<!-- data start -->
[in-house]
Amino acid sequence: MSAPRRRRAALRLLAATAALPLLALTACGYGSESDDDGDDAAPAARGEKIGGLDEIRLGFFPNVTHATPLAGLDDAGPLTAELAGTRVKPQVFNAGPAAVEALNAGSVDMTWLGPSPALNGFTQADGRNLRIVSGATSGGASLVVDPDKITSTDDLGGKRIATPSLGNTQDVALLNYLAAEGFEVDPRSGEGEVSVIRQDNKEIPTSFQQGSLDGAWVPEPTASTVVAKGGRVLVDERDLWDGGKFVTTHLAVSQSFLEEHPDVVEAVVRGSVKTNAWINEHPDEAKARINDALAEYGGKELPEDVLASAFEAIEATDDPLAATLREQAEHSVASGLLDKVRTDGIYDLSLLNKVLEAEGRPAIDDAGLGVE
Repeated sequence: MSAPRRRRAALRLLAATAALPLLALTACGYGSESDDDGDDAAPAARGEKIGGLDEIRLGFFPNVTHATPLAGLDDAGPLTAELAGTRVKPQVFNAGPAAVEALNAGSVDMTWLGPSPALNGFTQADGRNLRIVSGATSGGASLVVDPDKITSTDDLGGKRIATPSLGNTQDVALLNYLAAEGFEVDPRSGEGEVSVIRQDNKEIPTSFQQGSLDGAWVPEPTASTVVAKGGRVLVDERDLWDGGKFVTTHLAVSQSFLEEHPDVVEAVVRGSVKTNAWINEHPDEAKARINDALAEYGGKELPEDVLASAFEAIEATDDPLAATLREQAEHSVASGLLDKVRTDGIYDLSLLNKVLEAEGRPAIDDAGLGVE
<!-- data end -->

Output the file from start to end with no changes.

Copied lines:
[in-house]
Amino acid sequence: MSAPRRRRAALRLLAATAALPLLALTACGYGSESDDDGDDAAPAARGEKIGGLDEIRLGFFPNVTHATPLAGLDDAGPLTAELAGTRVKPQVFNAGPAAVEALNAGSVDMTWLGPSPALNGFTQADGRNLRIVSGATSGGASLVVDPDKITSTDDLGGKRIATPSLGNTQDVALLNYLAAEGFEVDPRSGEGEVSVIRQDNKEIPTSFQQGSLDGAWVPEPTASTVVAKGGRVLVDERDLWDGGKFVTTHLAVSQSFLEEHPDVVEAVVRGSVKTNAWINEHPDEAKARINDALAEYGGKELPEDVLASAFEAIEATDDPLAATLREQAEHSVASGLLDKVRTDGIYDLSLLNKVLEAEGRPAIDDAGLGVE
Repeated sequence: MSAPRRRRAALRLLAATAALPLLALTACGYGSESDDDGDDAAPAARGEKIGGLDEIRLGFFPNVTHATPLAGLDDAGPLTAELAGTRVKPQVFNAGPAAVEALNAGSVDMTWLGPSPALNGFTQADGRNLRIVSGATSGGASLVVDPDKITSTDDLGGKRIATPSLGNTQDVALLNYLAAEGFEVDPRSGEGEVSVIRQDNKEIPTSFQQGSLDGAWVPEPTASTVVAKGGRVLVDERDLWDGGKFVTTHLAVSQSFLEEHPDVVEAVVRGSVKTNAWINEHPDEAKARINDALAEYGGKELPEDVLASAFEAIEATDDPLAATLREQAEHSVASGLLDKVRTDGIYDLSLLNKVLEAEGRPAIDDAGLGVE